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Progress update 10/9/2017

I feel like I should keep writing these even though they seem somewhat boring. Progress is slow, and I work hard for it in ways people don't see. But it's happening, and it feels like something I wish I'd documented more when I was more severe.

Last month I wrote about a breakthrough regarding my abdomen. The very gentle manipulation techniques my DO taught me caused immense relief and softening of my abdomen that I'd never previously experienced. It affected things on a pretty deep level. I was passing undigested food, had lost all sense of appetite, and had to constantly lay down because my core couldn't sustain holding me upright.

Well now I'm reporting where that's at 5 weeks later.

Significantly improved appetite

The passing undigested food only lasted a day or two. My appetite gradually returned over the course of a couple weeks....and then it kept getting better. The past couple weeks I have been eating a large breakfast every morning, something I haven't been able to do in well over a decade. My previous norm was often waking up slightly nauseous if I even think about food. Sometimes I could force myself to eat a snack, that was it.

Now every morning I'm eating 2 eggs, 2 slices of toast, a cup of hot herbal tea, and occasionally some fruit too like a banana.

Not only that, but I'm eating more food the rest of the day than I did previously. For example, even when I eat a full dinner, I still need pretty close to a full meal as a "bedtime snack".

My body couldn't seem to handle this much food before. Now it craves it. Very similar to how I started craving exercise the second my body could handle it. It's almost like our bodies know what we need or something! ;)

The core weakness has also disappeared. It feels about back to baseline for now.

Difficulty maintaining it

Whenever a structural shift happens, it can always shift back. This is what happens when I'm under significant stress, or work long hours. My abdomen "locks up" again, and it can take several days of efforts to release it.

I tend to need at least half an hour in the morning and half an hour in the evening to work on it every day to maintain this current state -- more than that if it's locked down. The technique requires a fair bit of physical energy to hover my hands over my abdomen without resting my elbows, and also mental focus. It's freakin' difficult. Whenever I want to give up, I remember how severe my abdominal symptoms have been and decide to press on a little longer.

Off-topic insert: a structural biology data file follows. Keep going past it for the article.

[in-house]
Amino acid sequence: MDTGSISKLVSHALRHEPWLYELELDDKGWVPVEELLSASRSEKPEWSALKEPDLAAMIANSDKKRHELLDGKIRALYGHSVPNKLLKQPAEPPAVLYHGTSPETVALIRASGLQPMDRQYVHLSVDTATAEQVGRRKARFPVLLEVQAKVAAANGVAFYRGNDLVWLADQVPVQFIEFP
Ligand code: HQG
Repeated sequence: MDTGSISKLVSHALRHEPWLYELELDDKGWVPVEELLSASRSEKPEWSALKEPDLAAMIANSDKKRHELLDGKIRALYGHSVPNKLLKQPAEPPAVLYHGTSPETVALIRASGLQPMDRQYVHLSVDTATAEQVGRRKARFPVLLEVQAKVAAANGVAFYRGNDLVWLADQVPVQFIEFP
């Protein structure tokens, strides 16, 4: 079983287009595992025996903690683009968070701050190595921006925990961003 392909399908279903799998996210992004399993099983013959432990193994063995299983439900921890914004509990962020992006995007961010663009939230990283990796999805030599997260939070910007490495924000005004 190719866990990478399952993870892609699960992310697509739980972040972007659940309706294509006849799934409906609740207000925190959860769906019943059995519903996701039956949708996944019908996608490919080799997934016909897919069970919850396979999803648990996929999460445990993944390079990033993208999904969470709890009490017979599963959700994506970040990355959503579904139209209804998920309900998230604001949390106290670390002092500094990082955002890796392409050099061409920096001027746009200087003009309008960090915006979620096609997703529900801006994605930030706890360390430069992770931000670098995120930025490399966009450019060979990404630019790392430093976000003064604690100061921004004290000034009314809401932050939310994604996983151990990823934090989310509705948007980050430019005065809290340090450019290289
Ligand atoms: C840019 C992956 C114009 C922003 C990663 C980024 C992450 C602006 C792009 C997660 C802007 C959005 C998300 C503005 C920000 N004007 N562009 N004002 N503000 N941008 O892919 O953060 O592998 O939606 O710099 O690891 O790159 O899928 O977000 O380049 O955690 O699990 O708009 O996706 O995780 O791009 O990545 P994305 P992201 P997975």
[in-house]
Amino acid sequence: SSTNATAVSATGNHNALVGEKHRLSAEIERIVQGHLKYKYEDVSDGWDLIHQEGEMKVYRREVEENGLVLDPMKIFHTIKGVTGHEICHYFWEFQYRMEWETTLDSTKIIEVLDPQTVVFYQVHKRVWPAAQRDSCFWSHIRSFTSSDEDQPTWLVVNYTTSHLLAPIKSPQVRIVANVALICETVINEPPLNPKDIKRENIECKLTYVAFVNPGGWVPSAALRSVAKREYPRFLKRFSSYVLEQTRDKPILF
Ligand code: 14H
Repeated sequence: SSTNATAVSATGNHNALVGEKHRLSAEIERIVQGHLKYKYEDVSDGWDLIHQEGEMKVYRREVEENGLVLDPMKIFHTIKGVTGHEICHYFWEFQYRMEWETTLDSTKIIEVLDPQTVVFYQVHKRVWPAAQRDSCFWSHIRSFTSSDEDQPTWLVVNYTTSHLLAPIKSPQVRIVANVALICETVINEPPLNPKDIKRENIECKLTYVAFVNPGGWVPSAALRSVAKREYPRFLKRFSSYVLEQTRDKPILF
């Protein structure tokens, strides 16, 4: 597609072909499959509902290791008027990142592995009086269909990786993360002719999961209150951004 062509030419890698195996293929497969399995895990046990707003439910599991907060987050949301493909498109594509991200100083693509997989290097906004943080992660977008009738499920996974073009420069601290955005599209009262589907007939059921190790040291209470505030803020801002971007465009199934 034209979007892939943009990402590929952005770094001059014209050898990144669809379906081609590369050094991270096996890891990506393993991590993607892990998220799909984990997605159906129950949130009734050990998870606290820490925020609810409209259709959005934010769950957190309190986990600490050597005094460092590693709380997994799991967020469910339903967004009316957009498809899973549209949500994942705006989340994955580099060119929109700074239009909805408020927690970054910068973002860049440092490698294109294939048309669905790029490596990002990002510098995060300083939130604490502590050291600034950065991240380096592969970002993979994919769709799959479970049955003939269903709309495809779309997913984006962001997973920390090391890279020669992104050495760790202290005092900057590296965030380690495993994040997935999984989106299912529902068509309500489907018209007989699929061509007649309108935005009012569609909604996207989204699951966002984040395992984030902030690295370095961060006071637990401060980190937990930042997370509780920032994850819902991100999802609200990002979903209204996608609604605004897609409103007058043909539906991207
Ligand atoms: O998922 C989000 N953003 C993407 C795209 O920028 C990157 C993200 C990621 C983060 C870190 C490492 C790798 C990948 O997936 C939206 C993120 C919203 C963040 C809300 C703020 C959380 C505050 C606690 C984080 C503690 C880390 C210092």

The rest of the body is involved, too.

It was about a week after I wrote about my abdominal breakthrough that I realized my ribcage felt unusually tight. Like a giant hand had my ribcage enclosed in a fist that was preventing me from breathing deeply. Turns out I could breathe just as much as before, but with my abdomen releasing, my body realized it should be capable of breathing deeper. It was pissed that it couldn't.

So I began doing the same technique I was using on my abdomen, on my chest, too.

The relief has been incredible. It's also linked to emotional stuff, often resulting in crying.

My pelvis is also involved now, too. Working on either my pelvis or my ribcage now tends to result in more releases happening in my abdomen, things that didn't release with direct work.

I think this is what my DO means when he says everything is connected, and every part of the body affects every other part.

Slowly moving forward.

This treatment is boring. When people ask me how I got out of a mostly bedridden state, and I say cranial osteopathy and a lot of meditative work and lifestyle changes, their eyes glaze over and they lose interest so fast.

I get it. It's not something you can try as easily as a supplement. It's messy to navigate, it's a lot of work and it's incredibly invasive to your lifestyle and perspective of self.

But it is moving my health forward.

In the past 5 (ish) months I have started using my hiking poles less and less, after about 6 (?) years of being unable to go anywhere without them.

My crashes look like needing to lay down a lot, not temporary paralysis or being bedridden.

My body is healing. How far this will take me, I don't know, but I'm eager to find out.


Hi Dainty, what does DO stand for? I've seen several GPs and practitioners over the last few years who have said my gut feels hard to the touch and doesn't feel "right". Inflamed spleen was pointed out a few times when I first went to see my GP but that only seems to bother me when I crash these days. I don't tend towards IBS particularly but the hard gut thing does make me wonder whats going on in there. How are things continuing with this treatment for you? xxx
Hey tooth! DO stands for Doctor of Osteopathy. In the U.S. they are full medical doctors just like MDs and can practice in any field of medicine with all teh same priviledges and experience of MDs. D.O.s that specialize in manual manipulative medicine, however, are like chiropractors for not just your bones but every single tissue in your body. They have EXTENSIVE knowledge of anatomy, and are able to diagnose and treat things most doctors can't.

Outside of the US, D.O.s do not receive any medical training, they only do the manual manipulative medicine and are not full on doctors.

Things have been great! I can't afford to get treated terribly often, but my DO's goal is to work himself out of a job anyway. The breathing exercises he's prescribed me are helping a lot! I make considerable progress every time I go, which is about once every 2-3 months currently due to finances.

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